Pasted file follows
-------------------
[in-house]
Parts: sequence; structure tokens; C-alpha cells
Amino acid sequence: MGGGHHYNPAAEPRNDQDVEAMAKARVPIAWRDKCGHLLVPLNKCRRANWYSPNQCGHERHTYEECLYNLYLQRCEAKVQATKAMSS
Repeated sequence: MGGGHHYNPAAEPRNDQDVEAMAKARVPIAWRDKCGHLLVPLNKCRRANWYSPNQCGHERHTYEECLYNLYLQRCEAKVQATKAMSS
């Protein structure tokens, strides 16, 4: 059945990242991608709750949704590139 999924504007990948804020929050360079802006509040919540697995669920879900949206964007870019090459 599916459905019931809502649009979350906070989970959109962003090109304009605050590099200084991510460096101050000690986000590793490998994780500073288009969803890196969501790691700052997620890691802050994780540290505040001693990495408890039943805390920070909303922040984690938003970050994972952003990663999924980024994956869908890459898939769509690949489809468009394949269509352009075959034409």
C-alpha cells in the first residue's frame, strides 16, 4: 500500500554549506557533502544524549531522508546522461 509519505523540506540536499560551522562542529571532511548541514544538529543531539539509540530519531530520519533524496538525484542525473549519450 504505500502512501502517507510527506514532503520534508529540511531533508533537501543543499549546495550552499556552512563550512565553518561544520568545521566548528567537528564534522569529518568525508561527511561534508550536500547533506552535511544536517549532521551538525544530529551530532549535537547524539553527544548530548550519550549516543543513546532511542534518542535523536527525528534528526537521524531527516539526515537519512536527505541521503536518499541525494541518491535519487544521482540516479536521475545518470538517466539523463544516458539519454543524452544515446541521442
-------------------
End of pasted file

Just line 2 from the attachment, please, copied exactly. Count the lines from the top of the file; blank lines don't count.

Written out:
Parts: sequence; structure tokens; C-alpha cells